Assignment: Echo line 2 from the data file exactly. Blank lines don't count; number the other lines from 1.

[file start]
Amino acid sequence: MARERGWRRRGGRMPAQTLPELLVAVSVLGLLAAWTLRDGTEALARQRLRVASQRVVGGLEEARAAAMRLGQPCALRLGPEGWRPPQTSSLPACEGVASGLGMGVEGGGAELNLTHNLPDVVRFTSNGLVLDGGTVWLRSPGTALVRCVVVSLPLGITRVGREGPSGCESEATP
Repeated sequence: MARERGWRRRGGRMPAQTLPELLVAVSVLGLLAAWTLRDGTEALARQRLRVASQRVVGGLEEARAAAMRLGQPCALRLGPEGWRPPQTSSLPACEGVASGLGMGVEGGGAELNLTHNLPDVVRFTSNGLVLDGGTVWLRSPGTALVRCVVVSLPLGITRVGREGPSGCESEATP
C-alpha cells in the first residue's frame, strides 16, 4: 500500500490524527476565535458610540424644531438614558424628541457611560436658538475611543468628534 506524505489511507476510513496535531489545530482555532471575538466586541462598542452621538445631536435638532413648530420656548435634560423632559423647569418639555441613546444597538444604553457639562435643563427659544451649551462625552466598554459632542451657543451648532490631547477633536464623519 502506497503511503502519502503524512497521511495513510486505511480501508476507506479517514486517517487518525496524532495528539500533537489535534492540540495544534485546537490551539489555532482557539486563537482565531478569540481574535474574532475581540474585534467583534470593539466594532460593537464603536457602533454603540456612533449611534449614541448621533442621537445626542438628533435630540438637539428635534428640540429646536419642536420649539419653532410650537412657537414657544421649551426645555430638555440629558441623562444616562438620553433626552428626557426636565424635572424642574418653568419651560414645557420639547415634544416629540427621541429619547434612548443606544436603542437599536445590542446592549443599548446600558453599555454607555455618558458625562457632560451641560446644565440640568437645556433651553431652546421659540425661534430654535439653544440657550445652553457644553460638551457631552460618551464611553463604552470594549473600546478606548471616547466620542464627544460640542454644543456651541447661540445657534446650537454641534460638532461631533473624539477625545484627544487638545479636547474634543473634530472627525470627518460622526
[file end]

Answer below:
Repeated sequence: MARERGWRRRGGRMPAQTLPELLVAVSVLGLLAAWTLRDGTEALARQRLRVASQRVVGGLEEARAAAMRLGQPCALRLGPEGWRPPQTSSLPACEGVASGLGMGVEGGGAELNLTHNLPDVVRFTSNGLVLDGGTVWLRSPGTALVRCVVVSLPLGITRVGREGPSGCESEATP